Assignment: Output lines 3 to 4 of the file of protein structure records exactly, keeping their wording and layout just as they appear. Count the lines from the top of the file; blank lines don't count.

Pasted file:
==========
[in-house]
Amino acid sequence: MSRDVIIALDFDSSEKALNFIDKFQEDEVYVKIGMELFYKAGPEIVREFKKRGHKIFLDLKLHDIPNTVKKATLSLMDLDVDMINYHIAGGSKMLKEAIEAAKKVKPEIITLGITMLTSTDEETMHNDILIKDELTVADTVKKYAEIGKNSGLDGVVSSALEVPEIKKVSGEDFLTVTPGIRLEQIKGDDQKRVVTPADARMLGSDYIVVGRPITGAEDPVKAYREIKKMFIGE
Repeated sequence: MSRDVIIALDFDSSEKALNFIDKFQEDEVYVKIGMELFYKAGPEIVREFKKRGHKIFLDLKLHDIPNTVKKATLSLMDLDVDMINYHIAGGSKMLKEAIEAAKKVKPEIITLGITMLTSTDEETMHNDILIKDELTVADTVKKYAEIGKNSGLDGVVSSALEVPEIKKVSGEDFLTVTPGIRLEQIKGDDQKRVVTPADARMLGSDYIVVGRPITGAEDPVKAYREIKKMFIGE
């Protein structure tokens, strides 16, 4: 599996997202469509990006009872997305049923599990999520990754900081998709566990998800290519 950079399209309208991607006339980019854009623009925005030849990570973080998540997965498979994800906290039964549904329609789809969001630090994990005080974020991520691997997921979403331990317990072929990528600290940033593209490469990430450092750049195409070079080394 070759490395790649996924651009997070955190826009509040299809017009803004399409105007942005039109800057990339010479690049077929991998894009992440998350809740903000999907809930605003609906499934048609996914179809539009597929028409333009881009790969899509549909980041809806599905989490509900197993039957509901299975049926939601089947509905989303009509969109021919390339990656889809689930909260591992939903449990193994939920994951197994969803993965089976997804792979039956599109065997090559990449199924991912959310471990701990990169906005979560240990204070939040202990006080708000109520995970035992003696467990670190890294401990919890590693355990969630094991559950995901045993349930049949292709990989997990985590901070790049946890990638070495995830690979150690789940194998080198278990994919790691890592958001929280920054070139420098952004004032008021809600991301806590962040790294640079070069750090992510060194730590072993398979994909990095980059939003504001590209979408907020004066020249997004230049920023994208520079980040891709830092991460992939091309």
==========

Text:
Repeated sequence: MSRDVIIALDFDSSEKALNFIDKFQEDEVYVKIGMELFYKAGPEIVREFKKRGHKIFLDLKLHDIPNTVKKATLSLMDLDVDMINYHIAGGSKMLKEAIEAAKKVKPEIITLGITMLTSTDEETMHNDILIKDELTVADTVKKYAEIGKNSGLDGVVSSALEVPEIKKVSGEDFLTVTPGIRLEQIKGDDQKRVVTPADARMLGSDYIVVGRPITGAEDPVKAYREIKKMFIGE
């Protein structure tokens, strides 16, 4: 599996997202469509990006009872997305049923599990999520990754900081998709566990998800290519 950079399209309208991607006339980019854009623009925005030849990570973080998540997965498979994800906290039964549904329609789809969001630090994990005080974020991520691997997921979403331990317990072929990528600290940033593209490469990430450092750049195409070079080394 070759490395790649996924651009997070955190826009509040299809017009803004399409105007942005039109800057990339010479690049077929991998894009992440998350809740903000999907809930605003609906499934048609996914179809539009597929028409333009881009790969899509549909980041809806599905989490509900197993039957509901299975049926939601089947509905989303009509969109021919390339990656889809689930909260591992939903449990193994939920994951197994969803993965089976997804792979039956599109065997090559990449199924991912959310471990701990990169906005979560240990204070939040202990006080708000109520995970035992003696467990670190890294401990919890590693355990969630094991559950995901045993349930049949292709990989997990985590901070790049946890990638070495995830690979150690789940194998080198278990994919790691890592958001929280920054070139420098952004004032008021809600991301806590962040790294640079070069750090992510060194730590072993398979994909990095980059939003504001590209979408907020004066020249997004230049920023994208520079980040891709830092991460992939091309």